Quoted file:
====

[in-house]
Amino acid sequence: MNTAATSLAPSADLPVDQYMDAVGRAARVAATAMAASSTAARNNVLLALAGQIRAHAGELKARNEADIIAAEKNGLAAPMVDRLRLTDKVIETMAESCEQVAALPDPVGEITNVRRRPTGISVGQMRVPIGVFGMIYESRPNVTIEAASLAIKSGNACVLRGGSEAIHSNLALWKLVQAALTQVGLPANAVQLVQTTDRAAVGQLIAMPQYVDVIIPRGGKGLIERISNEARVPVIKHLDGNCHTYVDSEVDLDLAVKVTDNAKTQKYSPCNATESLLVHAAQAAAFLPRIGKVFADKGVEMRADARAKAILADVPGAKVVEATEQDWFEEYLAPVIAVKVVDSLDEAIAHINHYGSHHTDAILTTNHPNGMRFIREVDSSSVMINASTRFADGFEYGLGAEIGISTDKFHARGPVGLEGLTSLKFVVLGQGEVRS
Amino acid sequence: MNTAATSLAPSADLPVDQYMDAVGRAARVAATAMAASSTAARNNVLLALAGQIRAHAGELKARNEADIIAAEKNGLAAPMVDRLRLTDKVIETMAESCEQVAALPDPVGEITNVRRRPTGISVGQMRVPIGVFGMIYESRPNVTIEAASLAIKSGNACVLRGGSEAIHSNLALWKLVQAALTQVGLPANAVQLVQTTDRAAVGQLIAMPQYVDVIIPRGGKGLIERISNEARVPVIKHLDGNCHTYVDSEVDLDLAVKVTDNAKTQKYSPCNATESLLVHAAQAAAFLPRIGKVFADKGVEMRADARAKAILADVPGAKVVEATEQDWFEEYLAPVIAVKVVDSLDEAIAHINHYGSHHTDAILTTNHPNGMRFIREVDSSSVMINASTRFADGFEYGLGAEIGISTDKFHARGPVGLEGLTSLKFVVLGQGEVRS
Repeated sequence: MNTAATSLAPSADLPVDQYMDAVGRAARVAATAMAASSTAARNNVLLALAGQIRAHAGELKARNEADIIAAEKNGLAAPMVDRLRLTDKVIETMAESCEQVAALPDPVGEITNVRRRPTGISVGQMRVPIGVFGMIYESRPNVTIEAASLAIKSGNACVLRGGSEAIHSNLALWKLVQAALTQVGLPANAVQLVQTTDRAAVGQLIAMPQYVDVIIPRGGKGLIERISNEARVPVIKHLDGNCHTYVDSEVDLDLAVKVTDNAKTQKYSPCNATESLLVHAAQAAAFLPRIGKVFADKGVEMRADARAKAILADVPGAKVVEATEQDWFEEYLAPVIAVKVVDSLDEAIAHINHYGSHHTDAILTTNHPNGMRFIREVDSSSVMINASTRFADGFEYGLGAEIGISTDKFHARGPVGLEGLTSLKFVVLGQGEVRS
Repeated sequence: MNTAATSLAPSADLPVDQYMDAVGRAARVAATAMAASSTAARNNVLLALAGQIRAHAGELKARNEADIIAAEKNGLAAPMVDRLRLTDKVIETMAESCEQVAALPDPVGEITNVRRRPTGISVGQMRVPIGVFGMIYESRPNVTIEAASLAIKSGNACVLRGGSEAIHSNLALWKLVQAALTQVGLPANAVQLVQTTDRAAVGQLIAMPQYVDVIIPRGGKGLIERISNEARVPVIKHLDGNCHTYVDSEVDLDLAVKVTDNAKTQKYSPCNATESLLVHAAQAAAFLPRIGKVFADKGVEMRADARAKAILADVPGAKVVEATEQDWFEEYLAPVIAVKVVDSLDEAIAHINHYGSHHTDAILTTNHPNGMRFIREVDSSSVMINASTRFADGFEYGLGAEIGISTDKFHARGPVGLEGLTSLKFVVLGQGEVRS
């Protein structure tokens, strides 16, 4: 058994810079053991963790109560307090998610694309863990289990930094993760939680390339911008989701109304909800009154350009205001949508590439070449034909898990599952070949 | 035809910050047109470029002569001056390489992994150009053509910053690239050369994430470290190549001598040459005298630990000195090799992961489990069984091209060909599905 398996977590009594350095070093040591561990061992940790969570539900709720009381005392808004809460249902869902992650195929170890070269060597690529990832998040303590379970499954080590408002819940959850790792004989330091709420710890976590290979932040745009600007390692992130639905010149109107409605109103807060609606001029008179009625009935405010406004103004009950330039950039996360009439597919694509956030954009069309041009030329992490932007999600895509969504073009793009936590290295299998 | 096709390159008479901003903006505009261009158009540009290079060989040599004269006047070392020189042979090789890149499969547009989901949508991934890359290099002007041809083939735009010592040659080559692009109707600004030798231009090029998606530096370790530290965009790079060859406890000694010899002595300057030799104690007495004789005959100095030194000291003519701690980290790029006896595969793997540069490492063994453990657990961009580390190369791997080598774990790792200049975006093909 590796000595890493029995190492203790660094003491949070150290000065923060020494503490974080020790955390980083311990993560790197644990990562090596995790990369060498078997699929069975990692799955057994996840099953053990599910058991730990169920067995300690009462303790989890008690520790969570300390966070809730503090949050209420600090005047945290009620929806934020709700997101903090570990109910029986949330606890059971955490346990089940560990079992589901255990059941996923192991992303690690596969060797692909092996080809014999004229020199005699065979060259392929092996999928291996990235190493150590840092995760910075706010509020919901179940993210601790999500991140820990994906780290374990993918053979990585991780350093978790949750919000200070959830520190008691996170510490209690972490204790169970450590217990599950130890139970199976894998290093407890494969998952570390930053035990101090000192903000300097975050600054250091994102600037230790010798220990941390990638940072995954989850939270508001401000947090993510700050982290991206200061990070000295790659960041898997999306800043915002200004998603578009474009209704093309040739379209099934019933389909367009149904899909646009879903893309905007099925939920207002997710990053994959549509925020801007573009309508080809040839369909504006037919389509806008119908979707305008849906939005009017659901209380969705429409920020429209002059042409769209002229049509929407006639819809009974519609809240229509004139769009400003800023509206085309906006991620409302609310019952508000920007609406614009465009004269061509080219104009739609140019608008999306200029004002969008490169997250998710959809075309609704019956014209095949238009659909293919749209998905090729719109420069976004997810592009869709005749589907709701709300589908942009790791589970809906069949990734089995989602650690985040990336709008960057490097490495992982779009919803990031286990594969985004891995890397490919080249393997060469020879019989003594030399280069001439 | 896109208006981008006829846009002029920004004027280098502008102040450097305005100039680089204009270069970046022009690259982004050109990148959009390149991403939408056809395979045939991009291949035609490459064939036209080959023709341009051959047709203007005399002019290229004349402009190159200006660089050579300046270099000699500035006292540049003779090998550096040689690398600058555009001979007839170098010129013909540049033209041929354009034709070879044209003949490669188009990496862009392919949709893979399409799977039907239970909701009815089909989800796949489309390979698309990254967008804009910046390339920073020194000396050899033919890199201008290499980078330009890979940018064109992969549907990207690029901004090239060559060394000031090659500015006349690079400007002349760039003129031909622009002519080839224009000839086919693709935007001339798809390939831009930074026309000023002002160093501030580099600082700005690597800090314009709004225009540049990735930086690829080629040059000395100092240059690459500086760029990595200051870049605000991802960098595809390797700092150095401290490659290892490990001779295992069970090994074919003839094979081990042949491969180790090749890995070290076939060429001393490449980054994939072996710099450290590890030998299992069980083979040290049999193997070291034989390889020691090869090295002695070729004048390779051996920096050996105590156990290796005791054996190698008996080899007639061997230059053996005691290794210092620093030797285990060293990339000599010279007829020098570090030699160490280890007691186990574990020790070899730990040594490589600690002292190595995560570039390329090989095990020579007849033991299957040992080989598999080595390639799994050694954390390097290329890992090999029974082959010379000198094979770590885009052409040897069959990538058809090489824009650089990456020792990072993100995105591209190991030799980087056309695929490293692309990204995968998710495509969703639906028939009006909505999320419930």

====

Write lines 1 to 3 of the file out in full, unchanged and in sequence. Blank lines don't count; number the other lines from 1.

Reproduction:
[in-house]
Amino acid sequence: MNTAATSLAPSADLPVDQYMDAVGRAARVAATAMAASSTAARNNVLLALAGQIRAHAGELKARNEADIIAAEKNGLAAPMVDRLRLTDKVIETMAESCEQVAALPDPVGEITNVRRRPTGISVGQMRVPIGVFGMIYESRPNVTIEAASLAIKSGNACVLRGGSEAIHSNLALWKLVQAALTQVGLPANAVQLVQTTDRAAVGQLIAMPQYVDVIIPRGGKGLIERISNEARVPVIKHLDGNCHTYVDSEVDLDLAVKVTDNAKTQKYSPCNATESLLVHAAQAAAFLPRIGKVFADKGVEMRADARAKAILADVPGAKVVEATEQDWFEEYLAPVIAVKVVDSLDEAIAHINHYGSHHTDAILTTNHPNGMRFIREVDSSSVMINASTRFADGFEYGLGAEIGISTDKFHARGPVGLEGLTSLKFVVLGQGEVRS
Amino acid sequence: MNTAATSLAPSADLPVDQYMDAVGRAARVAATAMAASSTAARNNVLLALAGQIRAHAGELKARNEADIIAAEKNGLAAPMVDRLRLTDKVIETMAESCEQVAALPDPVGEITNVRRRPTGISVGQMRVPIGVFGMIYESRPNVTIEAASLAIKSGNACVLRGGSEAIHSNLALWKLVQAALTQVGLPANAVQLVQTTDRAAVGQLIAMPQYVDVIIPRGGKGLIERISNEARVPVIKHLDGNCHTYVDSEVDLDLAVKVTDNAKTQKYSPCNATESLLVHAAQAAAFLPRIGKVFADKGVEMRADARAKAILADVPGAKVVEATEQDWFEEYLAPVIAVKVVDSLDEAIAHINHYGSHHTDAILTTNHPNGMRFIREVDSSSVMINASTRFADGFEYGLGAEIGISTDKFHARGPVGLEGLTSLKFVVLGQGEVRS